Beneath the keycaps we found original Cherry MX RGB switches. These were exclusive to Corsair for a year since their launch in 2014 and apparently G.Skill jumped on the opportunity the moment that exclusivity period was over. The Ripjaws KM780 comes with either Red or Brown switches at this point of time and this pictured is the Brown version. Cross-type supports can be found beneath the larger keys.
As for the backlighting, the Cherry MX RGB switches currently provide the best visual experience possible. Their clear bodies allow the most uniform distribution of lighting around the key and that is especially apparent with mixed/complex color settings. In theory, the Cherry MX RGB switch can have any color of the RGB scale (that's about 16.8 million colors) but, as we have mentioned in all of our RGB keyboard reviews to this date, the human eye cannot possibly differentiate more than a couple dozen colors. It is highly unlikely that the vast majority of people will care to choose any other color than the few core colors provided by the software.
There is just one major issue with the backlighting of the G.Skill Ripjaws KM780 and that is the lighting of the flat buttons at the top of the keyboard. The lighting color of these buttons, including the volume level LED bar indicator, cannot be changed and is always red. So, if the main backlighting color of the keyboard is changed to any other color than red, these buttons are a major visual dissonance.
Quality & Performance Testing
In order to test the quality and consistency of a keyboard, we are using a texture analyser that is programmed to measure and display the actuation force of the standard keyboard keys. By measuring the actuation force of every key, the quality and consistency of the keyboard can be realized. It can also reveal design issues, such as the larger keys being far softer to press than the main keys of the keyboard. The actuation force is measured in Centinewton (Cn). Some companies use another figure, gram-force (gf). The conversion formula is 1 Cn = 1.02 gf (i.e. they are about the same). A high quality keyboard should be as consistent as possible, with an average actuation force as near to the manufacturer's specs as possible and a disparity of less than ±10%. Greater differences are likely to be perceptible by users.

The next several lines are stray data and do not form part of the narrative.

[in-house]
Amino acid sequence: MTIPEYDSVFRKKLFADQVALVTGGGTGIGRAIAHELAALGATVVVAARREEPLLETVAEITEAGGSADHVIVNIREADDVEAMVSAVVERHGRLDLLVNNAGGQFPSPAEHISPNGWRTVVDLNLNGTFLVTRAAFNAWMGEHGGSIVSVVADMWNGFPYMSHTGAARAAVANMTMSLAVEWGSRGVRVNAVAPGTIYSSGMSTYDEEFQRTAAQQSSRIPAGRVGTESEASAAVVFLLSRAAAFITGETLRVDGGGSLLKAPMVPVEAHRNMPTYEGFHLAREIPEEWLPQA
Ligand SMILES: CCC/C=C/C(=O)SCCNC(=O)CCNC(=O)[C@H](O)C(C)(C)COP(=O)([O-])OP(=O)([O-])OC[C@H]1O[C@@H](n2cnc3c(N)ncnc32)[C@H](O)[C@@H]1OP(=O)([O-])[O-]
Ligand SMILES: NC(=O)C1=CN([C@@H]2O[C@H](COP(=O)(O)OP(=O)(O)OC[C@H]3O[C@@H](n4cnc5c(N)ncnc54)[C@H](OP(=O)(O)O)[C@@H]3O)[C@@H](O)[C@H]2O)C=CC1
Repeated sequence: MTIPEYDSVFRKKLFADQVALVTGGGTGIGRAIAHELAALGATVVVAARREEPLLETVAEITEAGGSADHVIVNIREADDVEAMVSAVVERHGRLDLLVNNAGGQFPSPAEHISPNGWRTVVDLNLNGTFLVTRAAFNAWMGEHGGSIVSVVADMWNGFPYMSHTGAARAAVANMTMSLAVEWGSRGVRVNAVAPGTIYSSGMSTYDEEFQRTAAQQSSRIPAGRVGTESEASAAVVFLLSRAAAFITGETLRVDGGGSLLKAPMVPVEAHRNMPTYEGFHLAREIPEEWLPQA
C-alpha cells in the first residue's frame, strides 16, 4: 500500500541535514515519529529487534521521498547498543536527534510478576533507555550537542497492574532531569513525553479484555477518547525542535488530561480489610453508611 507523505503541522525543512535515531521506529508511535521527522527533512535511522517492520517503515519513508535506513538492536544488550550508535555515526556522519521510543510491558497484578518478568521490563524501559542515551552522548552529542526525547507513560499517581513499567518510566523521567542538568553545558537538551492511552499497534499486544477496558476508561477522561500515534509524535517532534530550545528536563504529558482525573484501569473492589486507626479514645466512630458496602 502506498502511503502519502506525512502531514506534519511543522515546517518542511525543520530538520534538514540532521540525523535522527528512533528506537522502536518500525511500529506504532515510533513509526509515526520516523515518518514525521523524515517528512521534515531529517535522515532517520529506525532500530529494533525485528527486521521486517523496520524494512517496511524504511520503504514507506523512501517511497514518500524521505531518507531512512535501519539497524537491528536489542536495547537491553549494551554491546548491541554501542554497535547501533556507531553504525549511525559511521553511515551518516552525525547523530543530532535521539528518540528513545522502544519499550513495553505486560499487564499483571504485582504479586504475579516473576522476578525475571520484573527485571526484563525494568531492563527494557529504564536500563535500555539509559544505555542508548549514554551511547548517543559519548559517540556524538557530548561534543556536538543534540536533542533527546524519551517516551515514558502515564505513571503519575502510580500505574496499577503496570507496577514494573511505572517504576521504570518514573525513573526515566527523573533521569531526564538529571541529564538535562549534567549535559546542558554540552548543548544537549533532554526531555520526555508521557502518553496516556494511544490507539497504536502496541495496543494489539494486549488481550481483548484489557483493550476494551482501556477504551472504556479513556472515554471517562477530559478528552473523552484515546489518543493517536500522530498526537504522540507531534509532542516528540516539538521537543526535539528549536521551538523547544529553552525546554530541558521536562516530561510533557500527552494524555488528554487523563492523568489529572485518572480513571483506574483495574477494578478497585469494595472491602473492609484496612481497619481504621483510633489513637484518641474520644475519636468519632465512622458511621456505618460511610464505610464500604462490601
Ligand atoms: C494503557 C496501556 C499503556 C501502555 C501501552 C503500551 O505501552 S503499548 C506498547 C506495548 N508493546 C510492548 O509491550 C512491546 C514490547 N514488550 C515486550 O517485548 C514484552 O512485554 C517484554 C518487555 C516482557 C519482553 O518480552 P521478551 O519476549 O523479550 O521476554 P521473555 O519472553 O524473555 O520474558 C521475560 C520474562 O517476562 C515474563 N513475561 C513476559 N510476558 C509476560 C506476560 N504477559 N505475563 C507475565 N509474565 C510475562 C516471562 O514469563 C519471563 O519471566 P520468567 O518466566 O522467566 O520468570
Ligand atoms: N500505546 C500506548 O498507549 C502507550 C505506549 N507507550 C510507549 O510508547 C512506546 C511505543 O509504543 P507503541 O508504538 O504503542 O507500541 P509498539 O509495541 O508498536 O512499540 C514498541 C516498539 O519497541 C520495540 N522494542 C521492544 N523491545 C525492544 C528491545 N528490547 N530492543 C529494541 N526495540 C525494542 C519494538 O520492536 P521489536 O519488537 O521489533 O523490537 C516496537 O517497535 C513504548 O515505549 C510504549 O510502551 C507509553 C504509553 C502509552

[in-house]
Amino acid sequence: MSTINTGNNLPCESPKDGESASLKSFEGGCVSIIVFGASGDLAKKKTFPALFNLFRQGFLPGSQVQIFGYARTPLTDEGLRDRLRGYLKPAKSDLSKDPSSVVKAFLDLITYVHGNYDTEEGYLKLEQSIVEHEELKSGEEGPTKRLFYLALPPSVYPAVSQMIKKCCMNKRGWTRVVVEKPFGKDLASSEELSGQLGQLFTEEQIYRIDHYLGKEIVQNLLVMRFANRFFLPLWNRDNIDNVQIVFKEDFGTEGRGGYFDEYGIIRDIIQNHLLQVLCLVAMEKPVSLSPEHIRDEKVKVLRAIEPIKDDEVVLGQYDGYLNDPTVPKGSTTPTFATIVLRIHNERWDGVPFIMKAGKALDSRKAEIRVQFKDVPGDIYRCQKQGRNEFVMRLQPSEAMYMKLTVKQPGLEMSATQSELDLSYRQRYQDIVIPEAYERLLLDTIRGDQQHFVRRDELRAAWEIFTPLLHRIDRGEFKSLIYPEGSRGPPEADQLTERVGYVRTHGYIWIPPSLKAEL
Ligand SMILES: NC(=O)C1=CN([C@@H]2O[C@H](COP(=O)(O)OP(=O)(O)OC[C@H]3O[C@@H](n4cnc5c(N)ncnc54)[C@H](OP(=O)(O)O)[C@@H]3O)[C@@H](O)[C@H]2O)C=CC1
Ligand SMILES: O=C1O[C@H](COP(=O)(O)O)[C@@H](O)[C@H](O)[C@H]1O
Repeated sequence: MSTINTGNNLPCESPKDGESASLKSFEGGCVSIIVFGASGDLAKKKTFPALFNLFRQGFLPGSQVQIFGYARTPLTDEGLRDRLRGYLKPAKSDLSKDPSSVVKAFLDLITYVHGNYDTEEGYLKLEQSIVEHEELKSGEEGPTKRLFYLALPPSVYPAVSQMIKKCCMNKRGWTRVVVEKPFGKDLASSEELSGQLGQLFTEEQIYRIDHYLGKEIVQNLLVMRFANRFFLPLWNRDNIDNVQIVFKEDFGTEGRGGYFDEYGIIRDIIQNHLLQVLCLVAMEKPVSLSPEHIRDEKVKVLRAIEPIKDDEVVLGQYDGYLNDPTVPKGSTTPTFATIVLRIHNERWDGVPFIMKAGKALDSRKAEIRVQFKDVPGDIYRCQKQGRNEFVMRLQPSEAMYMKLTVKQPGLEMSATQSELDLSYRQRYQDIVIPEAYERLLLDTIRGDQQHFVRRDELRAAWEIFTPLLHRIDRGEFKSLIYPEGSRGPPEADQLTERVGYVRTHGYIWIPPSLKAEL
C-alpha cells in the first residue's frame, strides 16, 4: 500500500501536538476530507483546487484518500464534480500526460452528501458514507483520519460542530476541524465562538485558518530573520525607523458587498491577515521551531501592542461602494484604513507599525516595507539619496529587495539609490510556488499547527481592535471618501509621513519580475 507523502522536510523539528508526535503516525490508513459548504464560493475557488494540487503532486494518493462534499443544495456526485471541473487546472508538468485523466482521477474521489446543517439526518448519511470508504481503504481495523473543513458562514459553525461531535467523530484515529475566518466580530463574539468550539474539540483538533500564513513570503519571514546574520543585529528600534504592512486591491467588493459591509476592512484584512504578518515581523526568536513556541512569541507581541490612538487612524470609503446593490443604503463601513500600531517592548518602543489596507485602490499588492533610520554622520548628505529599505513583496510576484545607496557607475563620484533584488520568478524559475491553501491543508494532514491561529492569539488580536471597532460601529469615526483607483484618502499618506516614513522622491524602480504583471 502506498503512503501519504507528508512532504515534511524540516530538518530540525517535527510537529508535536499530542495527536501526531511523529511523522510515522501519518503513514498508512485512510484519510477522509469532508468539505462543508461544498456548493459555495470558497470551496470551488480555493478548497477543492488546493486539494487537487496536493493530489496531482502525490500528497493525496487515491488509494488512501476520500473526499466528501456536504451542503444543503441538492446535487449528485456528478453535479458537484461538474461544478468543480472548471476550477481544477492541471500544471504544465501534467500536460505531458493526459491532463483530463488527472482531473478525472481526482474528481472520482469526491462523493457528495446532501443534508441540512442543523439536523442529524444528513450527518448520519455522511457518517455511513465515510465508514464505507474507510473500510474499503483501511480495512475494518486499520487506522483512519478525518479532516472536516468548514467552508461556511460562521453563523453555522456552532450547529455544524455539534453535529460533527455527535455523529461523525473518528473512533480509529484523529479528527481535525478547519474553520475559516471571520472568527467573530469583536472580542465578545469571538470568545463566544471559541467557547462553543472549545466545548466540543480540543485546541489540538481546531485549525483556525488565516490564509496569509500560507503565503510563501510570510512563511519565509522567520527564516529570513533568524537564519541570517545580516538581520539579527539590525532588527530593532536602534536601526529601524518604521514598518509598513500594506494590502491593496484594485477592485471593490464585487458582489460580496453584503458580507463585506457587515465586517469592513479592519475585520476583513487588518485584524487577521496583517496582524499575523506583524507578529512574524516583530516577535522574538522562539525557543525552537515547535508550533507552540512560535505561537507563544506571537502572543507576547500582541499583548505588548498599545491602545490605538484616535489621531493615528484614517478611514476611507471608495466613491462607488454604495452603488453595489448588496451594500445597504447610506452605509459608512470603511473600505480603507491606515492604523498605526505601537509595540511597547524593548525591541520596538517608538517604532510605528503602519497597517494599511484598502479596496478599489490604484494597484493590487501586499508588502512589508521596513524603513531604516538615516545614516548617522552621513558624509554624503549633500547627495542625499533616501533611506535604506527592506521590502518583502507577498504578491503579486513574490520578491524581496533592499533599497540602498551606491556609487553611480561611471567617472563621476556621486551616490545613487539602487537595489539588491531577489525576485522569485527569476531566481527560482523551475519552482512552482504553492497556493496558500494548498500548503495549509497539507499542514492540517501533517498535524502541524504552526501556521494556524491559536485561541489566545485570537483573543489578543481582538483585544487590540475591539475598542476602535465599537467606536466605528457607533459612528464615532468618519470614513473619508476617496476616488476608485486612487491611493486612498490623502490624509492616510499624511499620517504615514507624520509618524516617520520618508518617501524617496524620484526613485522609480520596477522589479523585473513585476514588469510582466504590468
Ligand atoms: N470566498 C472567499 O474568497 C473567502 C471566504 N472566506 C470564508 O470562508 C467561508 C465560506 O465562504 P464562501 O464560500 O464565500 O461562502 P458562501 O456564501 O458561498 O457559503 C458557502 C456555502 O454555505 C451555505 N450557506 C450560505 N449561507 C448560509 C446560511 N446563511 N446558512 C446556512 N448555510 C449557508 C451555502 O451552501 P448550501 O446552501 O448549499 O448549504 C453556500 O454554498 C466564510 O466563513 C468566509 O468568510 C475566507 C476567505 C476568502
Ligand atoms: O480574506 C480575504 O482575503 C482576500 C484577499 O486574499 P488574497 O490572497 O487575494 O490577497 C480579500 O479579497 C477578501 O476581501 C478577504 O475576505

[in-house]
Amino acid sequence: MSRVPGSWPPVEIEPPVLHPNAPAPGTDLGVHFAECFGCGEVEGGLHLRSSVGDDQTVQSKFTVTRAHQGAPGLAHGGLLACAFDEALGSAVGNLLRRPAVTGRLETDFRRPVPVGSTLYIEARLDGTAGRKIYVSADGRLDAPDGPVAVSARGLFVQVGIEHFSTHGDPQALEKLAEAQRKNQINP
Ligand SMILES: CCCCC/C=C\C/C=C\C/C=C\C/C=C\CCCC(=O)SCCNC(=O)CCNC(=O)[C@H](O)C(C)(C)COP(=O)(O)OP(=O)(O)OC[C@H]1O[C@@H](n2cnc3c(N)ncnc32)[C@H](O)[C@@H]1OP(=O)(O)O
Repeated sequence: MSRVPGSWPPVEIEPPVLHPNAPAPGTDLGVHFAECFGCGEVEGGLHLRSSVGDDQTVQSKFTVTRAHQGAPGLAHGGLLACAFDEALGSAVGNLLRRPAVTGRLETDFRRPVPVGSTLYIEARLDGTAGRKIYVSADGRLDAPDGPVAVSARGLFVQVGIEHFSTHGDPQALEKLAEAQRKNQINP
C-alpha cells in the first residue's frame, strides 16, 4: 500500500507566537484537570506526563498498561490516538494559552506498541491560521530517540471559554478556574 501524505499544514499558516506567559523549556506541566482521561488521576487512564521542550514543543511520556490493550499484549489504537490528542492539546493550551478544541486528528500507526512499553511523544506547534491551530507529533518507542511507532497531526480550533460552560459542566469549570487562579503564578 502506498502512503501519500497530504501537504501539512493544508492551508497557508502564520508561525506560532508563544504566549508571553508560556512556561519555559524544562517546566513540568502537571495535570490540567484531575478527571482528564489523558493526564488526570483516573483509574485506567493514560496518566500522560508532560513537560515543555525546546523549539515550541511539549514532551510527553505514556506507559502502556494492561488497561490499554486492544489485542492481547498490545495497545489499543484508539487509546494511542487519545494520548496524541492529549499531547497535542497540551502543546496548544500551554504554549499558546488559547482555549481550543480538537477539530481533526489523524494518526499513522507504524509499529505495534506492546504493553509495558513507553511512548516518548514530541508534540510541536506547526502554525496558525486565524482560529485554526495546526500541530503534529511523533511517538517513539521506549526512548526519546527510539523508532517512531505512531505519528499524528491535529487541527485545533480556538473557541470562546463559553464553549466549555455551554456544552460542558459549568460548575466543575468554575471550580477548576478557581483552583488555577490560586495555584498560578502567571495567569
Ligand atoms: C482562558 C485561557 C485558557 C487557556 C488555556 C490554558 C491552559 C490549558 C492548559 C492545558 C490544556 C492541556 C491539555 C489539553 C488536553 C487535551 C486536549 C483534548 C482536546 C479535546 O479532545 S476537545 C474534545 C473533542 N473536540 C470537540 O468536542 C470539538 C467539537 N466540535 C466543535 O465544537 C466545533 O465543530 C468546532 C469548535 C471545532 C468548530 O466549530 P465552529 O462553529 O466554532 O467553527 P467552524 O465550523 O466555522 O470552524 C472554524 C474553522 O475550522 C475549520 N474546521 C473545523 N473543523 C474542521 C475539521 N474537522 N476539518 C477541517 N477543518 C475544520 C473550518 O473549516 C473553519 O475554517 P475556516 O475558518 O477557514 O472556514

The machine we use for our testing is accurate enough to provide readings with a resolution of 0.1 Cn. For wider keys (e.g. Enter, Space Bar, etc.), the measurement is taking place at the center of the key, right above the switch. Note that large keys generally have a lower actuation force even if the actuation point is at the dead center of the key. This is natural, as the size and weight of the keycap reduces the required actuation force. For this reason, we do display the force required to actuate every key but use only the results of the typical sized keys for our consistency calculations. Still, very low figures on medium sized keys, such as the Shift and Enter keys reveal design issues and can easily be perceptible by the user.
As expected from Cherry MX switches, the Ripjaws KM780 is extremely consistent and any force differences are imperceptible by the user. We measured an average actuation force of 45.2 Cn with a very low disparity of ± 3.53%. The Cherry MX Brown switch is specified to require a force of 45 Cn at the actuation point, so this average is just about right. However, do note that the actuation point of this switch design is after the maximum pressure point, as seen in their operation chart below. In order to reach the actuation point, a force of 55 Cn is required to overcome the maximum pressure point of the switch.